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Kurinchi Selvan Gurusamy, Lawrence Mj Best, Cynthia Tanguay, Elaine Lennan, Mika Korva, Jean-François Bussières
BACKGROUND: Occupational exposure to hazardous drugs can decrease fertility and result in miscarriages, stillbirths, and cancers in healthcare staff. Several recommended practices aim to reduce this exposure, including protective clothing, gloves, and biological safety cabinets ('safe handling'). There is significant uncertainty as to whether using closed-system drug-transfer devices (CSTD) in addition to safe handling decreases the contamination and risk of staff exposure to infusional hazardous drugs compared to safe handling alone...
March 27, 2018: Cochrane Database of Systematic Reviews
Silvia Valero, Eduardo López-Briz, Nieves Vila, Antonio Solana, Mar Melero, Jose Luis Poveda
Assuring healthcare workers security on Hazardous Drugs (HD) compounding is critical in healthcare settings. Our study aims to demonstrate that the use of a Close System drug Transfer Device (CSTD) PhaSeal™ added to a decontamination process reduces antiblastic surface contamination levels in the Compounding Area (CA) of our Pharmacy Department (PD). We selected cyclophosphamide, 5-fluorouracil and iphosphamide to be evaluated. Testing was carried out with a wipe kit and quantified by an independent laboratory...
March 3, 2018: Regulatory Toxicology and Pharmacology: RTP
Nicolas Simon, Michèle Vasseur, Marine Pinturaud, Marion Soichot, Camille Richeval, Luc Humbert, Michèle Lebecque, Ousseini Sidikou, Christine Barthelemy, Pascal Bonnabry, Delphine Allorge, Bertrand Décaudin, Pascal Odou
BACKGROUND: The objective of this randomized, prospective and controlled study was to investigate the ability of a closed-system transfer device (CSTD; BD-Phaseal) to reduce the occupational exposure of two isolators to 10 cytotoxic drugs and compare to standard compounding devices. METHODS AND FINDINGS: The 6-month study started with the opening of a new compounding unit. Two isolators were set up with 2 workstations each, one to compound with standard devices (needles and spikes) and the other using the Phaseal system...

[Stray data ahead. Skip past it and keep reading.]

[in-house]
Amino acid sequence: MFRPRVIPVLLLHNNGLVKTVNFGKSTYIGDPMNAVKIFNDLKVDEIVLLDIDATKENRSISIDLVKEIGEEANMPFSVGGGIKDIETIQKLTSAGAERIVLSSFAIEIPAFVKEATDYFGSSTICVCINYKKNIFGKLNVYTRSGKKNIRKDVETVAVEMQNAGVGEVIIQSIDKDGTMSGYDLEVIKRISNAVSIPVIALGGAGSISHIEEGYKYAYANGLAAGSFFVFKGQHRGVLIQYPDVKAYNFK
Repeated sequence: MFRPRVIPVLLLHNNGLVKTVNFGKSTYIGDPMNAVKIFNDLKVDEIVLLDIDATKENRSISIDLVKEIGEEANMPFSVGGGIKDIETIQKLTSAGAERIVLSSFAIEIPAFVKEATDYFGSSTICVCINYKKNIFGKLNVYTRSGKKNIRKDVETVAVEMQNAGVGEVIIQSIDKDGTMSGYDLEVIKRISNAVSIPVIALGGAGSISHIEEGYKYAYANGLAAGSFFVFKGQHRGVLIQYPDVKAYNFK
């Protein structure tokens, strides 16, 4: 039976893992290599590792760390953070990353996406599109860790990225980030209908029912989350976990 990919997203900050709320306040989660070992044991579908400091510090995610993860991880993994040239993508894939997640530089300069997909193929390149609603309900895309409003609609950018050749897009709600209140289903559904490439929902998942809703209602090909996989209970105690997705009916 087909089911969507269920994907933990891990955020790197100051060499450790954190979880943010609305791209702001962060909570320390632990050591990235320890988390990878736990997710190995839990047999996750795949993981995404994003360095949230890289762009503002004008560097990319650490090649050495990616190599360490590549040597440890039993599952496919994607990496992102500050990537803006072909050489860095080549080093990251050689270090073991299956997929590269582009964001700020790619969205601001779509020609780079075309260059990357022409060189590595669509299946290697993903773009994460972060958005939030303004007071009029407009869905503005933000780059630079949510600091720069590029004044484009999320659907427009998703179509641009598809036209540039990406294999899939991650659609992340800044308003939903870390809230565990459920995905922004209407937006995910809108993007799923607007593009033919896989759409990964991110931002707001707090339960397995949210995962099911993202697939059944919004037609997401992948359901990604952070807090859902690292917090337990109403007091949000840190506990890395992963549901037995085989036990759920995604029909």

2016: PloS One
Philippe Garrigue, Marc Montana, Christophe Ventre, Amandine Savry, Laurence Gauthier-Villano, Pascale Pisano, Bertrand Pourroy
Closed-system transfer devices enhance the drug handlers' protection against hazardous drugs exposure by prohibiting the escape of liquid or vapor from the system. PhaSeal (Becton Dickinson), a reference closed-system transfer device, includes a vial protector with an expansion chamber, and an injector with an enclosed needle. VialShield (CareFusion) is another more recent closed-system transfer device including an expansion-chamber and a non-return valve, designed to be used in association with Texium (CareFusion), a closed, needle-free male luer with its preassembled syringe...
March 2016: International Journal of Pharmaceutical Compounding
K Kicenuik, N Northrup, A Dawson, J Locke, J A Villamil, J Chretin, G Sfiligoi, C Clifford, M Rosenberg, T Hamilton, R Regan, M Parsons-Doherty, C Mallett, J Philibert, J Impellizeri, E Hofmeister
This prospective experimental simulation study evaluated the efficiency, ease of use (EOU) and cost of administering chemotherapy with two closed system transfer devices (CSTD, Equashield™ and PhaSeal(®) ) and no CSTD. Forty-six veterinary technicians (VT) working in oncology specialty practices were timed during chemotherapy administration simulated with water and a model canine limb 10 times with each system and with no CSTD. EOU and likelihood of recommending each system were rated by VT using visual analog scales...
March 2017: Veterinary and Comparative Oncology
Yohei Ikeno, Daisuke Arii, Hirofumi Nakajima, Kunihiko Murooka, Michio Nojima, Akio Kidokoro
The closed-system transfer device (CSTD), which is used to prevent the exposure of medical staff to anticancer drugs, has been reported to allow safe preparation and administration of these drugs to patients. At many medical institutions, however, the use of such devices is limited to select anticancer drugs. This could be attributable to the longer preparation time compared to the conventional injection technique with a syringe and needle, as well as the fact that the anticancer drugs are too expensive to be covered by the remuneration available for medical services...
May 2014: Gan to Kagaku Ryoho. Cancer & Chemotherapy
Stephen T Smith, Mark C Szlaczky